The early portion of the college basketball season has been dominated by excellent guard play from coast to coast. An influx of freshman guards has upped the level of guard play around the country, and each of the freshies has been great. Some players turned down a chance to go pro to stay another year, while others have broken out through the first month or so of action.
Starting with the number one team in the nation in Villanova. Josh Hart and Jalen Brunson are averaging a combined 32.2 points and 7.2 rebounds per game. Hart is in the mix for the Wooden Award and leads the Wildcats in rebounds with 7.1 per game. Hart’s shooting percentages of 54% from the field and 46% from deep are eye popping.
Staying in the Big East, Mo Watson Jr. and Marcus Foster have been great for the Creighton Bluejays. Foster leads the team in points at 17.8 per game, while shooting over 40% from three. Watson is averaging almost a double-double with 13.1 points per game and 9.1 assists per contest, which leads D-1. The backcourt pairing has Creighton unbeaten through their first ten games.
Watson and Foster are veterans at the college level, but the freshmen duo of Malik Monk and De’Aaron Fox have been more than impressive at Kentucky. Both have played themselves into the top 10 for the draft. The duo is combining for 34.5 points, eight rebounds and 9.3 assists per contest.
Monk has shown off his three-point range, hitting 38% from three-land. He’s a microwave scorer, but leads the Wildcats in scoring. Fox has excelled at getting to the basket and has shown excellent vision, especially on the fast break. Fox also has a triple-double to his credit this year.
Not to be outdone are Phil Forte and Juwan Evans of Oklahoma State. Despite a soft schedule early, Evans is dropping in almost 24 points per game and is knocking down 56% of his triples. Forte, who is somehow still at OSU, is scoring 13.2 per, despite his three point shot not falling at rates we’re accustomed to seeing from him.
Going out west to Los Angeles, the UCLA Bruins have been helped by a tandem of freshmen, more specifically, Lonzo Ball. Ball has partnered up with Bryce Alford and Isaac Hamilton to form a three-headed monster out of the backcourt. The Bruins score 98 points per game, with almost half of that (48.3 ppg) coming from the backcourt (Aaron Holiday also scores 13.3 off the bench).
With Ball’s excellent passing skills, he sets up Hamilton (45%) and Alford (42%) for wide open threes.There were questions about Ball’s ability to shoot with funky form on his jumper, but has connected on 45% of his looks from downtown. Ball is also second in the country in assists, with 8.8 per.
A list of best backcourts wouldn’t be complete without the inclusion of the Duke Blue Devils. Luke Kennard and Grayson Allen are doing their best J.J Redick impressions this season for Coach K. If it weren’t for preseason injuries, the Blue Devils would likely be unbeaten. However, Allen and Kennard have been better than ever, scoring 37.7 points a game between the two of them. Both of them have also been solid on the glass and as distributors, with this team lacking a true point guard.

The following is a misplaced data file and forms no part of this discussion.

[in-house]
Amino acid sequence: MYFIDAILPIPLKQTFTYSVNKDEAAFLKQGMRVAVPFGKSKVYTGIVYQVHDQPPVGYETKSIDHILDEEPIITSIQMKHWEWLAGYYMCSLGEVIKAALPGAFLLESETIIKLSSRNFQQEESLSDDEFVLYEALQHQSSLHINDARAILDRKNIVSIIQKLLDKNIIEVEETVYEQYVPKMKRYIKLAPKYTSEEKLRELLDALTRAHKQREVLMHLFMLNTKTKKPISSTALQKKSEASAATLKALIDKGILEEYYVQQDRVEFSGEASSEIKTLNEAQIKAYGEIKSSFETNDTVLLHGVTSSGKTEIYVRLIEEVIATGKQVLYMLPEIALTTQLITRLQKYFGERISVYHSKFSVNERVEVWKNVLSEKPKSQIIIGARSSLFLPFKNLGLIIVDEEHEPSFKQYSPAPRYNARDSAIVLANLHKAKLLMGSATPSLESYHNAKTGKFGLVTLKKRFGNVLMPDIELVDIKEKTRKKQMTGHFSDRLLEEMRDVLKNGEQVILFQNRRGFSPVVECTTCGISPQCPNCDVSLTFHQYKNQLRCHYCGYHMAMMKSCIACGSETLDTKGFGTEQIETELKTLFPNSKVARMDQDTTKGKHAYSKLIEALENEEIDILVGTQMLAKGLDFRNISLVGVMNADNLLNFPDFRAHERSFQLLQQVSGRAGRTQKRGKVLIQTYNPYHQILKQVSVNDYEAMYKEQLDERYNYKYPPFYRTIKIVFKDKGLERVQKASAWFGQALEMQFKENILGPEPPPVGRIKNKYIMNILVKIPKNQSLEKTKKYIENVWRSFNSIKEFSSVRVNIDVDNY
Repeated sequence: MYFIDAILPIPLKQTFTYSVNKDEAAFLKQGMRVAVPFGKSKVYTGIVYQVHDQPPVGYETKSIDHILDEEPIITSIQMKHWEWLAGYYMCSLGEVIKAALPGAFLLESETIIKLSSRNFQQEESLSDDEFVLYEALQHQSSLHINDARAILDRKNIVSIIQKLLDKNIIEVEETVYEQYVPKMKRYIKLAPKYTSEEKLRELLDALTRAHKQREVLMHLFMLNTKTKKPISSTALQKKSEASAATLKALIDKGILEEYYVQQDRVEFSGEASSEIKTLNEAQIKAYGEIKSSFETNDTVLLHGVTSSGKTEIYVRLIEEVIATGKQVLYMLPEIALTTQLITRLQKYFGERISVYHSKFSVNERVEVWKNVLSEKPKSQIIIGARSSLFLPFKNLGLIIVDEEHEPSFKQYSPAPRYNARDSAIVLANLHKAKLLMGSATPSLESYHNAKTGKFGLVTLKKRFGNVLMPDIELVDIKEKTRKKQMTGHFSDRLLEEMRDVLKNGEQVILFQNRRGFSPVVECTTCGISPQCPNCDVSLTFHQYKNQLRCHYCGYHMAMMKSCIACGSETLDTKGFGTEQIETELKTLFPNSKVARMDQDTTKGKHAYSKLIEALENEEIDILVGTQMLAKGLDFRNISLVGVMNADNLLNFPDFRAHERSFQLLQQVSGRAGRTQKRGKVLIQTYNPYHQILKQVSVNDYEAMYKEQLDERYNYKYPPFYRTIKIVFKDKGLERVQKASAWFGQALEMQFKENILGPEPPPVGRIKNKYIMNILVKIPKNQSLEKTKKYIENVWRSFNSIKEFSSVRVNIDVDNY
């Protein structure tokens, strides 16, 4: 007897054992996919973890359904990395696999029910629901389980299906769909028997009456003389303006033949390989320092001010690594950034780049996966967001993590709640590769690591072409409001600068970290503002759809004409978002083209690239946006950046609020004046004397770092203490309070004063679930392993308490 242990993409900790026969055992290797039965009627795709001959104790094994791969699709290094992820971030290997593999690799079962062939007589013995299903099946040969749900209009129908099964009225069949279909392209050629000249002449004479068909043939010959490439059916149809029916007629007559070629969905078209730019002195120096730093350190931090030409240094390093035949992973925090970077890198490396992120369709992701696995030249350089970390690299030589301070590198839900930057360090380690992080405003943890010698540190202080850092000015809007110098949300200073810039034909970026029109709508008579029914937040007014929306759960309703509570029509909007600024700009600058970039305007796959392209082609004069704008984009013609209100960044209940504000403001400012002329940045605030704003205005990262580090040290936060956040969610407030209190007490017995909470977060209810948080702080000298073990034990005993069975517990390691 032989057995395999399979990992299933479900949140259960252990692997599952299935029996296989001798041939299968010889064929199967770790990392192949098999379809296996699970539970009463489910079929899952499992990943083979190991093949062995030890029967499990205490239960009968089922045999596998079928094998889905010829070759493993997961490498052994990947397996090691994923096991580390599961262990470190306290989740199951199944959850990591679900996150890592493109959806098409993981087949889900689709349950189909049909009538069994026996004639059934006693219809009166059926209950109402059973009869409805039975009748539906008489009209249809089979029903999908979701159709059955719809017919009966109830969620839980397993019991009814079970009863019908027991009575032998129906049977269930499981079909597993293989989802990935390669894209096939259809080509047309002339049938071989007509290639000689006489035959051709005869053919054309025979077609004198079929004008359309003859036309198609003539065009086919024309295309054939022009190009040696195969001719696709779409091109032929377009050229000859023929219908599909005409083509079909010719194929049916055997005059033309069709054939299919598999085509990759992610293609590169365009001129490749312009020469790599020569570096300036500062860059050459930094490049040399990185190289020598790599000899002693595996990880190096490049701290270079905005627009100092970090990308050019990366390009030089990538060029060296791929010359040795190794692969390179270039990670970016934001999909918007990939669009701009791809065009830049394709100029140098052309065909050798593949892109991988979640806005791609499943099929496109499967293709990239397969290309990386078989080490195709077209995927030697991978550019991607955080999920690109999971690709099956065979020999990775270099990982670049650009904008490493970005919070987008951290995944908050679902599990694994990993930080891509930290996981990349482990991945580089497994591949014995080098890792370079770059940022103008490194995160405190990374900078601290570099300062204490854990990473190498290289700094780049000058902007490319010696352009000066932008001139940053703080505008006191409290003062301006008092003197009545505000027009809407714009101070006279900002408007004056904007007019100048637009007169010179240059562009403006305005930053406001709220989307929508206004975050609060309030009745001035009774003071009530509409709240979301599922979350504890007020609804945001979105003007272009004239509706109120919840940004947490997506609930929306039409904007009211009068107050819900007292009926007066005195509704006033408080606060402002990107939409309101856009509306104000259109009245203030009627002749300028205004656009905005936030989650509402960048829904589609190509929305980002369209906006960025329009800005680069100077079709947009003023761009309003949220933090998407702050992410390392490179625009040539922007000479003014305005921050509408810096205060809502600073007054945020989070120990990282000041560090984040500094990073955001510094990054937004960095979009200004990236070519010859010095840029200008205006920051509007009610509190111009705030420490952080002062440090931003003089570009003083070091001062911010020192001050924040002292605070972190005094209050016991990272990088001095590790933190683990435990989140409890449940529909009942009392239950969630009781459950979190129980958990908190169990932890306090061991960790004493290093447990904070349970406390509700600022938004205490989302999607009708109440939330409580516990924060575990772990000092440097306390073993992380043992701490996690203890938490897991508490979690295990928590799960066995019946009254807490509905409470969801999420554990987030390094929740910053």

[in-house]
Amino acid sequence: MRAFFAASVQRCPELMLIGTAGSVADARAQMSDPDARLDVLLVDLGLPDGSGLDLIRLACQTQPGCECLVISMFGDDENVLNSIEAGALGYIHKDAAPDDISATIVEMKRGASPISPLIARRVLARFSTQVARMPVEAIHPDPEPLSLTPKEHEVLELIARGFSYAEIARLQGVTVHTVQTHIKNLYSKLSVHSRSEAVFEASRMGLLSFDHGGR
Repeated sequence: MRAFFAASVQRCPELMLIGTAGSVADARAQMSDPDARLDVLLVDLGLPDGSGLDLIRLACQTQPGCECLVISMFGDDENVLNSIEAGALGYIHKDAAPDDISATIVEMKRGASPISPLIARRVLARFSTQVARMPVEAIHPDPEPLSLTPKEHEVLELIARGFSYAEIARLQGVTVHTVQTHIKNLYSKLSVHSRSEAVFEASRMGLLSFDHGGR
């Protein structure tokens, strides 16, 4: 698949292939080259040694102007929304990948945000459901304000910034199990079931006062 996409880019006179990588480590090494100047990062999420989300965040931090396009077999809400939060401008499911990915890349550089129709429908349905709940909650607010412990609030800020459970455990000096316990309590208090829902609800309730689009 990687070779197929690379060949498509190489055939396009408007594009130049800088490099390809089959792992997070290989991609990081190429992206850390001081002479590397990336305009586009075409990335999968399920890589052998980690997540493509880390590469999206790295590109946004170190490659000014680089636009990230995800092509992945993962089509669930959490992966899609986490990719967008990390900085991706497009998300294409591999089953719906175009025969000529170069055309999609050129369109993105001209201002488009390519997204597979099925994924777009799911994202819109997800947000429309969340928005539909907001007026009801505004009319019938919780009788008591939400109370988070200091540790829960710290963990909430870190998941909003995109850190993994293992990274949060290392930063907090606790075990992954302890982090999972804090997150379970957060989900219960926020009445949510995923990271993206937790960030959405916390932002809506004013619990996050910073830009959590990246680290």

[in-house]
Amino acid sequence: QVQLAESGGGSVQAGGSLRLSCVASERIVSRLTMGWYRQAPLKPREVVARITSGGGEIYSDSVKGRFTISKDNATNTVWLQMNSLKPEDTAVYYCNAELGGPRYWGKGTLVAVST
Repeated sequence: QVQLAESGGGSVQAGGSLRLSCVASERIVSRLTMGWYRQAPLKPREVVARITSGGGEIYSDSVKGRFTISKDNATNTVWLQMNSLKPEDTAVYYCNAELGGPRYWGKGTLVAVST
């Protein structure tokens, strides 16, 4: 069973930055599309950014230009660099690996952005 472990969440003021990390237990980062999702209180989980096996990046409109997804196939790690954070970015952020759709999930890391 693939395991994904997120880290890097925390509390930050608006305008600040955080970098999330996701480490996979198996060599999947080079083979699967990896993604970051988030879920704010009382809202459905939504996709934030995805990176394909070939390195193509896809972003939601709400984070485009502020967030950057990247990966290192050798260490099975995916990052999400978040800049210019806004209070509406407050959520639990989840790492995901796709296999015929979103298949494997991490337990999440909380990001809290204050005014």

It’s been more of the same for Allen, who’s second on Duke in scoring at 17.7 points per game and leads Duke in assists per game. Meanwhile, Kennard has improved his playmaking ability, and has shown an ability to take the ball to the basket and leads Duke in scoring at 20 points per game and bringing in six rebounds per game. Kennard is slashing an efficient.520/.886/.409.
For as good as those backcourts have been, the best backcourt in America lies in Lawrence, Kansas, where Frank Mason III and Devonte’ Graham just continue to produce for the Kansas Jayhawks.
Mason is the early leader for player of the year, scoring 20.5 points per game and dishing out 5.5 assists, which both lead Kansas. His shooting numbers? Off the charts. Shooting 58% from the field is good for centers, never mind a 5’10” point guard. Mason is fearless attacking the basket and can finish among the trees. As for his range, how does 54% from three-point range sound? Graham hasn’t been too shabby either, scoring 13.3 points per game, while shooting 49% from the field and 43% from deep. Graham is second to Mason on the Jayhawks in assists.
For as good as the stats are, the leadership on and off the court is what sets these two apart. Both are senior leaders on roster that has few proven options outside of Mason and Graham. Also, with Carlton Bragg getting into legal trouble, they’ll need to replace his production. Both come up big when it matters most, and despite being on the smaller end of the scale, both are tough defenders. They are capable of making the big shot, and Bill Self trusts them probably more than any other player he’s had.
For Kansas to win its 13th straight Big XII, Kansas will rely on its senior guards to get them there.
Cover Photo via CJ Online